The Brooklyn Paper mailbag - Brooklyn Paper

The Brooklyn Paper mailbag

To the editor,

Thanks for your article on the candidates forum held by the Windsor Terrace Alliance on Feb. 26 (“Steve schools ’em! ” March 7).

We are proud to be supporting Brad Lander for in the race, and believe that he was best at the forum, and is best for the job.

Brad has the most consistent record of results for our community on the issues that matter to us — livable neighborhoods, affordable housing, public education. He has been working with us on the East Windsor rezoning, improving Park Circle, dealing with 23 Caton Pl., and helping the PS 154 PTA.

At the forum, he gave the only remarks that were not boilerplate campaign rhetoric, when he presented results from a survey of over 300 community residents, identifying the issues that matter most in our neighborhood and that will drive his campaign.

Brad has the strongest support in Windsor Terrace, including the chairman of Community Board 7, the president of the PTA at PS 154, and many community leaders and residents. We believe that he was the best candidate at the forum, and the best candidate to represent us in the Council.

Randy Peers, Ryan Lynch,
Channa Camins, June Reich,
Deb Capone & Ellen Honigstock

The writers are all from Windsor Terrace. Peers is the chairman of Community Board 7.


To the editor,

Wow. As part of his rant about an alleged boycott of Israeli products, Michael Leventhal foams, “Virtually all of the Park Slope Food Co-op members voted for Barack Hussein Obama” (letters, Feb. 28). Aside from wondering exactly how Mr. Leventhal came by this information (we still have a secret ballot, don’t we?), I might inform him that the majority of the country voted for Barack Hussein Obama, despite numerous cheap attempts to portray him as a terrorist sympathizer.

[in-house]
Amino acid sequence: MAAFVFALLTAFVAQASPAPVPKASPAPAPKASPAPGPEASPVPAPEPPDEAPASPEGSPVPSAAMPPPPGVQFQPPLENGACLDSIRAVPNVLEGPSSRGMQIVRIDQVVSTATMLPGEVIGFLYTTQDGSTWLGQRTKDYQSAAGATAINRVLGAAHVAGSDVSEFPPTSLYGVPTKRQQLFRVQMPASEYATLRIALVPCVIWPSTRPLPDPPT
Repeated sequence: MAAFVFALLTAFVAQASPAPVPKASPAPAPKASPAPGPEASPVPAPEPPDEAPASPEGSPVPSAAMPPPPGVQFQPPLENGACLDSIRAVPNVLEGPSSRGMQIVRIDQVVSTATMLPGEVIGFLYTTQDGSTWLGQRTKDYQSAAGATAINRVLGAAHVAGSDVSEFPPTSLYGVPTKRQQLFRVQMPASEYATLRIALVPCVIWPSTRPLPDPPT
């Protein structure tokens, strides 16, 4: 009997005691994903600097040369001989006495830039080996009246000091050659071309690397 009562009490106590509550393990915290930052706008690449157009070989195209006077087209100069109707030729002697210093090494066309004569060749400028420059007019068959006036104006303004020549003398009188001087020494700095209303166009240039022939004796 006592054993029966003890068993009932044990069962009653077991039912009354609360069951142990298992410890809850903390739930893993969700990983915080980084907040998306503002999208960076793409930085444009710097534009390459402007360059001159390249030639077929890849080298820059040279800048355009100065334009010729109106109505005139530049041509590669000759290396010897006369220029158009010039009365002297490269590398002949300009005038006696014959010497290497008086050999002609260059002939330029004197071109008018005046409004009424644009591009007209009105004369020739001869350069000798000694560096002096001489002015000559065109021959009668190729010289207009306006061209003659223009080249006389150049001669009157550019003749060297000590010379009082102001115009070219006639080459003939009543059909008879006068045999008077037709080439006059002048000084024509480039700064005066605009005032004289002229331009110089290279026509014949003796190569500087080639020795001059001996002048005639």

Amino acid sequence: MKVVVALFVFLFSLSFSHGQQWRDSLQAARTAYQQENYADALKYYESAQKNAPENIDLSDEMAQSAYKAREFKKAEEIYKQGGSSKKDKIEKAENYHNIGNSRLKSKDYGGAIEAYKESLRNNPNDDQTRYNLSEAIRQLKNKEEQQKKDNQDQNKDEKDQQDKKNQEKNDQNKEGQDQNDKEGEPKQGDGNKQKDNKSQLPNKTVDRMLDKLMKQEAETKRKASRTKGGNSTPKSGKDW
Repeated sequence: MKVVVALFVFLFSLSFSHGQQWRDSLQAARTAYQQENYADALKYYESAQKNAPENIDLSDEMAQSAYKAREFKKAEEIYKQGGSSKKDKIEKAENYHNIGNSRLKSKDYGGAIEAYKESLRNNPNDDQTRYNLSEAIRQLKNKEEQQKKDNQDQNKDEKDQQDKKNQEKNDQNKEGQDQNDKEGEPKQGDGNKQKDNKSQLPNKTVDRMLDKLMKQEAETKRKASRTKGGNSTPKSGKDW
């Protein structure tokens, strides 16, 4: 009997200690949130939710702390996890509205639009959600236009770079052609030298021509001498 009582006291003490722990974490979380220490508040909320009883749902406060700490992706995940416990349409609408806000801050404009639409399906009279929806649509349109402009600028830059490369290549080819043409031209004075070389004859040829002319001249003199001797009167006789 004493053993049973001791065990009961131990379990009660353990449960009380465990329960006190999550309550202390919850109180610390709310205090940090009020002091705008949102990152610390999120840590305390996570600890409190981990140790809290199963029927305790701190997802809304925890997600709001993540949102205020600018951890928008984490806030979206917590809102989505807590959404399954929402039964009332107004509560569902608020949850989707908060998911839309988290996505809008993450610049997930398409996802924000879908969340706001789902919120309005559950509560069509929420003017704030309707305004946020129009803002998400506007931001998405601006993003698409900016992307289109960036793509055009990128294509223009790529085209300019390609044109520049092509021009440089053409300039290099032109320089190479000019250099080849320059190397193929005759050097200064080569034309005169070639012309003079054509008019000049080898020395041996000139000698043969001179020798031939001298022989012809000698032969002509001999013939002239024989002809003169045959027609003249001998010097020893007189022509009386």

One final word of advice to the self-appointed apologists for Israel on your letters page: if one is accusing others of prejudice, it’s kind of counterproductive to blatantly display one’s own bigotry. The crude anti-Arab statements will merely add to an already-confounding problem.

Ray Albieri, Cobble Hill

• • •

To the editor,

Everyone is entitled to his opinion. But when an argument like Leventhal’s is supported through nasty divisive remarks, all credibility is lost. I found his remark about the Co-op’s membership — “15,000 lonely angry women and feminized males” — particularly offensive.

It seems to me that Michael Leventhal is the “Rush Limbaugh” of Park Slope.Terrence J. Allen,

Prospect Heights

‘Park’ talk

Your article and editorial regarding Marianna Koval’s resignation from her position at the Brooklyn Bridge Park Conservancy indicate ignorance of the history of the park plan’s gestation (“Koval quits ‘Park’” and “Koval’s departure,” March 7).

In fact, your paper has rarely, if ever, acknowledged the struggle that the early leaders of the Brooklyn Bridge Park Coalition faced in getting former Borough President Golden and other elected officials to reluctantly accept the concept of a park; the mandate of the city and state’s memorandum of understanding that this park, once built, must be self-sustaining; and the previous leadership of the Brooklyn Bridge Park Development Corporation which, together with lawsuits, played a part in the delayed park construction.

To claim that the development corporation’s financing scheme — and Ms. Koval’s advocacy of it — are the cause of the park plan’s being “virtually dead” is utterly ridiculous.

I urge you to consult the Central Park Conservancy and the Prospect Park Alliance to learn how much park maintenance and programming cost.

Ursula Hahn, Downtown